Students have the opportunity to work with staff trained in special education to receive assistance with their work. Students may be supported in class during lessons or in small groups or one to one in areas in a dedicated learning area.
The TLC offers more than academic support. Students may require assistance in:
- building self esteem;
- understanding more about their individual learning styles;
- learning strategies for developing as independent learners;
- teaching them and supporting them in their organisational skills;
- working with them on motivation and goal setting;
- guiding them to focus on their skills and not just their limitations;
- explaining the intricacies of how ‘the world’ works;
- working with students on breaking down tasks into managable chunks;
- survival skills - both social and practical.
When students work in the TLC they are expected to use the time effectively, as well as utilising teacher/teacher aid resources, computer resources, and general facilities available to them. Students come to understand that the TLC area is primarily a learning environment and therefore work must be brought with them. Alternative work, relevant to their needs, is provided should any of the students have no set work to do. The students can choose what alternative work they wish to do.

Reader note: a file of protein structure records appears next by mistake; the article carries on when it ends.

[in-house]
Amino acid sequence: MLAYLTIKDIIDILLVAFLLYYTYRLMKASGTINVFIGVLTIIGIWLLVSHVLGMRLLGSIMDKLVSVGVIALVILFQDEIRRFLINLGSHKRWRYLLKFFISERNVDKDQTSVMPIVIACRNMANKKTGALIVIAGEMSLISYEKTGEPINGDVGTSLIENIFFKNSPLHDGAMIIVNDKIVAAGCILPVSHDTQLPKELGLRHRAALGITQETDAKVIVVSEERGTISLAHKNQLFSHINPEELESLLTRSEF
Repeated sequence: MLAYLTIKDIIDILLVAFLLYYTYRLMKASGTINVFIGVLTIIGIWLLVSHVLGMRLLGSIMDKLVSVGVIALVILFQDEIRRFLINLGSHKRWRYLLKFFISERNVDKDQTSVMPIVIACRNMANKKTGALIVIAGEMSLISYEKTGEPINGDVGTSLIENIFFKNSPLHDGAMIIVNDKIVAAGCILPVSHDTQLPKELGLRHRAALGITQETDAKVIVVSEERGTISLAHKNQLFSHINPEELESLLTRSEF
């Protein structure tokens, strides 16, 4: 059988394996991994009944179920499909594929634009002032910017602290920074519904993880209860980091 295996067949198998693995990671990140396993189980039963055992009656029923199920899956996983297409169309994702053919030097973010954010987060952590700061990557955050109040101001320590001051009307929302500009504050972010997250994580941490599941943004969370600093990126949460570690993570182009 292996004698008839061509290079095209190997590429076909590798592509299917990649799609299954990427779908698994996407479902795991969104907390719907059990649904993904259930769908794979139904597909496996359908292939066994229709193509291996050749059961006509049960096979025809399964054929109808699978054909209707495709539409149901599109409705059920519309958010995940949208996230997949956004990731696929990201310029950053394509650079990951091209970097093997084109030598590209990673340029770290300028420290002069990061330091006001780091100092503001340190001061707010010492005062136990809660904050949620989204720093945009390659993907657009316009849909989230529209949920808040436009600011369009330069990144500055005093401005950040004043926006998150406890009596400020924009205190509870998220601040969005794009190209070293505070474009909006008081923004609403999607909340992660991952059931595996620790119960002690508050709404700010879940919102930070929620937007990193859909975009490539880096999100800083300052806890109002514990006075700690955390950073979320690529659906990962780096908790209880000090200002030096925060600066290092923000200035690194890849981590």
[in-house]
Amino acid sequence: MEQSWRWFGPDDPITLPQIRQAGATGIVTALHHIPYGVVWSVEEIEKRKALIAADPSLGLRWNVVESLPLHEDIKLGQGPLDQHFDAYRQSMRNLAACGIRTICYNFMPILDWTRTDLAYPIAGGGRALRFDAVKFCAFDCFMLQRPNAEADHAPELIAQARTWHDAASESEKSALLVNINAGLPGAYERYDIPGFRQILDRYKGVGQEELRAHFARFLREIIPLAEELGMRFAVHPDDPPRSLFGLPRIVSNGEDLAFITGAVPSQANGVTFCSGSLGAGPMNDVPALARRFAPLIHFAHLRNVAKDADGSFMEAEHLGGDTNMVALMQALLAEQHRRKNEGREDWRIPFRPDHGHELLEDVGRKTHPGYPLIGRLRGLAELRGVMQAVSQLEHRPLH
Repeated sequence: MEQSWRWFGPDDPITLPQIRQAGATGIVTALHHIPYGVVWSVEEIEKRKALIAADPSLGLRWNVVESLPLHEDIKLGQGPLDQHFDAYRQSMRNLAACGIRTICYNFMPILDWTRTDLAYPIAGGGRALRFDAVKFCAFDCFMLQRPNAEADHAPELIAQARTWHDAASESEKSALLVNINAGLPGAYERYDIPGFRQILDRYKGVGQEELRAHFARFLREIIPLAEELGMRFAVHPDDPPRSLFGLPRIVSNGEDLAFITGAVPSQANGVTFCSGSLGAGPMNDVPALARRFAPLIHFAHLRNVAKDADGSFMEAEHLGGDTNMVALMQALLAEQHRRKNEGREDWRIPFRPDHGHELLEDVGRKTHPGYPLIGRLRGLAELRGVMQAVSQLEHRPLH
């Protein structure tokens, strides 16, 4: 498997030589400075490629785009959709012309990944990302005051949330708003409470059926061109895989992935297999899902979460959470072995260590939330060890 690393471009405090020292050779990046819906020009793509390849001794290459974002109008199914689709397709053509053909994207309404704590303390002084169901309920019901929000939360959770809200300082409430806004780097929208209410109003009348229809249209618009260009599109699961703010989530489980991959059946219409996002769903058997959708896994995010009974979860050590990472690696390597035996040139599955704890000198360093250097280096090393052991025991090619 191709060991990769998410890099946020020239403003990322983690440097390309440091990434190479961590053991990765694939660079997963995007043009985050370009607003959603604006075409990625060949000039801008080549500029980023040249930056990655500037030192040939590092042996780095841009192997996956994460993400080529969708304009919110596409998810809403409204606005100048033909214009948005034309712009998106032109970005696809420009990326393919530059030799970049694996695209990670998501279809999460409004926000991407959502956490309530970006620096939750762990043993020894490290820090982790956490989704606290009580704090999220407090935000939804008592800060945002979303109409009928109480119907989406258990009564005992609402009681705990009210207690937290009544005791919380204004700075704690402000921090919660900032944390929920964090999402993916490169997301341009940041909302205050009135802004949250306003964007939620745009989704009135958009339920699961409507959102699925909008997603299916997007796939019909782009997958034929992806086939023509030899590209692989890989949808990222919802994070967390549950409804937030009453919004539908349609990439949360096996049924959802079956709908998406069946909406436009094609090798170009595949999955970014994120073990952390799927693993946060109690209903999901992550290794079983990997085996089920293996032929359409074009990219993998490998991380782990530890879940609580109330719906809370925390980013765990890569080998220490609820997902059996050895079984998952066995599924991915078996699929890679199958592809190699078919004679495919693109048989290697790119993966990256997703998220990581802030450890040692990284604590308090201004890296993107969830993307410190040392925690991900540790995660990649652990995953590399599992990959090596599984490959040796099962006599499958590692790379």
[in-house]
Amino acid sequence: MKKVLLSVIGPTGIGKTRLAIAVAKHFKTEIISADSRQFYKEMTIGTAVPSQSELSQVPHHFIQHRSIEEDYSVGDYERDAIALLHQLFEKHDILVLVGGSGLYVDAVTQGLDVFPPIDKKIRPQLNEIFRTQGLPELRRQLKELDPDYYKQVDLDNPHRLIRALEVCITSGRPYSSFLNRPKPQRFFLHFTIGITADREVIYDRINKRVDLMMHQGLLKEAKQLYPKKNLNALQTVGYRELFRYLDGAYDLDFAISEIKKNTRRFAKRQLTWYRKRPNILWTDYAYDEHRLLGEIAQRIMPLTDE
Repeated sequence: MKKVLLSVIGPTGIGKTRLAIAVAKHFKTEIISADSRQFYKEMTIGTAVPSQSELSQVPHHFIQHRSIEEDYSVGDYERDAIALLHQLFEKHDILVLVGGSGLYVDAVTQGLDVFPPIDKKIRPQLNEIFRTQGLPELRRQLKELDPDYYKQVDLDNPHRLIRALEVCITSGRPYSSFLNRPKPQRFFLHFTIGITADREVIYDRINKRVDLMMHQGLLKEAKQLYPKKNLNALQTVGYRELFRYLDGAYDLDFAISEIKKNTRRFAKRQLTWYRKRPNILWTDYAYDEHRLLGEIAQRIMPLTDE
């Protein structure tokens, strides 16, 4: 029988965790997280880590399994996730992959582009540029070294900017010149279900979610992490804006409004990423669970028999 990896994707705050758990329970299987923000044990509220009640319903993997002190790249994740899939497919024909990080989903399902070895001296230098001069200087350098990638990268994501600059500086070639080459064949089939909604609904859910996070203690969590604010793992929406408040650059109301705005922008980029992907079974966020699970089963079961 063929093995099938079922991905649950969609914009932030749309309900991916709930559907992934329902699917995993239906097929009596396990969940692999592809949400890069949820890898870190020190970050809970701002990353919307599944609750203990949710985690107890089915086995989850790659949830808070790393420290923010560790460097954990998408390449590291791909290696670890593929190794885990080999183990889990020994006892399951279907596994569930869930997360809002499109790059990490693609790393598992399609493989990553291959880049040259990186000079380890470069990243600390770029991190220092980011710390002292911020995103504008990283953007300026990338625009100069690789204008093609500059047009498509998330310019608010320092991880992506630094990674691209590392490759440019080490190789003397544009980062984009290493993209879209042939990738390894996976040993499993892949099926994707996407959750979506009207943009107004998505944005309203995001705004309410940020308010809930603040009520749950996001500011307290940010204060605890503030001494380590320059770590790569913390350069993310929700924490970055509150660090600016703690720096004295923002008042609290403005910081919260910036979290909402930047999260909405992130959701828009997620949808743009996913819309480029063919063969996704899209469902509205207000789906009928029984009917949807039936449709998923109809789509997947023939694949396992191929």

Students are given explanations in simplified language. This enables the students to better understand what is being said in class and to attach meaning to keywords / terms.
The Inclusive Education Leader works closely with the Assistant Principal Teaching & Learning ensuring that students requiring special provisions in exams are fully catered for. Students may wish to apply for special provisions in SACE exams. To do this they must undergo spelling, writing and comprehension tests as specified by the SACE Board. The Inclusive Education Leader is responsible for administering tests and liaising with the Assistant Principal Teaching & Learning, and submitting these to the SACE Board of South Australia.
The TLC Staff believe in the importance of providing alternative/adjusted, educationally sound, assignments for Special Needs students, which either replace, or supplement their current curriculum. Such assignments are usually made with consultation with staff and students, so that they reflect the students’ interests, thus making them more relevant and acceptable to the students. Such assignments are based on the principles of differentiation, good pedagogy and educational psychology. Multi-curriculum approach is usually used in the design of such work, in order to give students an understanding of ideas and concepts. Constructivism approach is the common theme in the design process of such work.